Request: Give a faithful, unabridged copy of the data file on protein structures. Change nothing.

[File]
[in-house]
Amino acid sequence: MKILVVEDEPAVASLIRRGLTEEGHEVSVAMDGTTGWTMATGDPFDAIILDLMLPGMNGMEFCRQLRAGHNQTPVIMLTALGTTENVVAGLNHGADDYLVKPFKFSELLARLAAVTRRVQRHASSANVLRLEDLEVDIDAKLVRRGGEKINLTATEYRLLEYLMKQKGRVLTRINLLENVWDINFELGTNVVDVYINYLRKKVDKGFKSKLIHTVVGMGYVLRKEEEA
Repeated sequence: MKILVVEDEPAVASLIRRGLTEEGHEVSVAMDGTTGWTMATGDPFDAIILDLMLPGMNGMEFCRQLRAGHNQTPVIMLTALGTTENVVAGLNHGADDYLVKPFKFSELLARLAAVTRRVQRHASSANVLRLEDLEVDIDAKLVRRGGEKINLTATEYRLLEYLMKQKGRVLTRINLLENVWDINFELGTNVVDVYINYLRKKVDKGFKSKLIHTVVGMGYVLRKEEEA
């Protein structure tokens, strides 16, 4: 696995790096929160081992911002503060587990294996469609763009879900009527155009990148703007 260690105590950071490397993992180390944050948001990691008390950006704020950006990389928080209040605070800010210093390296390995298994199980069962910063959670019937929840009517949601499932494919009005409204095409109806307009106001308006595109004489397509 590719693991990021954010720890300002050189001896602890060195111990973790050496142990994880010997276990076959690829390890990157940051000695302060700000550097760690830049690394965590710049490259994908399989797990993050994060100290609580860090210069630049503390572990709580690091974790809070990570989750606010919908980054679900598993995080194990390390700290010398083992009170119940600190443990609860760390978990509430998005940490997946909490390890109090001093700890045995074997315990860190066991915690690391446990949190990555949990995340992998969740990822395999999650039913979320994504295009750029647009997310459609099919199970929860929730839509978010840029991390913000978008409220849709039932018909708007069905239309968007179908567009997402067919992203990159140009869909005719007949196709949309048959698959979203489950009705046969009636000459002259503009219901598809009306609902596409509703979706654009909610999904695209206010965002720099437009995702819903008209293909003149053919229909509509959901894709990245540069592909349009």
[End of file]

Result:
[in-house]
Amino acid sequence: MKILVVEDEPAVASLIRRGLTEEGHEVSVAMDGTTGWTMATGDPFDAIILDLMLPGMNGMEFCRQLRAGHNQTPVIMLTALGTTENVVAGLNHGADDYLVKPFKFSELLARLAAVTRRVQRHASSANVLRLEDLEVDIDAKLVRRGGEKINLTATEYRLLEYLMKQKGRVLTRINLLENVWDINFELGTNVVDVYINYLRKKVDKGFKSKLIHTVVGMGYVLRKEEEA
Repeated sequence: MKILVVEDEPAVASLIRRGLTEEGHEVSVAMDGTTGWTMATGDPFDAIILDLMLPGMNGMEFCRQLRAGHNQTPVIMLTALGTTENVVAGLNHGADDYLVKPFKFSELLARLAAVTRRVQRHASSANVLRLEDLEVDIDAKLVRRGGEKINLTATEYRLLEYLMKQKGRVLTRINLLENVWDINFELGTNVVDVYINYLRKKVDKGFKSKLIHTVVGMGYVLRKEEEA
């Protein structure tokens, strides 16, 4: 696995790096929160081992911002503060587990294996469609763009879900009527155009990148703007 260690105590950071490397993992180390944050948001990691008390950006704020950006990389928080209040605070800010210093390296390995298994199980069962910063959670019937929840009517949601499932494919009005409204095409109806307009106001308006595109004489397509 590719693991990021954010720890300002050189001896602890060195111990973790050496142990994880010997276990076959690829390890990157940051000695302060700000550097760690830049690394965590710049490259994908399989797990993050994060100290609580860090210069630049503390572990709580690091974790809070990570989750606010919908980054679900598993995080194990390390700290010398083992009170119940600190443990609860760390978990509430998005940490997946909490390890109090001093700890045995074997315990860190066991915690690391446990949190990555949990995340992998969740990822395999999650039913979320994504295009750029647009997310459609099919199970929860929730839509978010840029991390913000978008409220849709039932018909708007069905239309968007179908567009997402067919992203990159140009869909005719007949196709949309048959698959979203489950009705046969009636000459002259503009219901598809009306609902596409509703979706654009909610999904695209206010965002720099437009995702819903008209293909003149053919229909509509959901894709990245540069592909349009």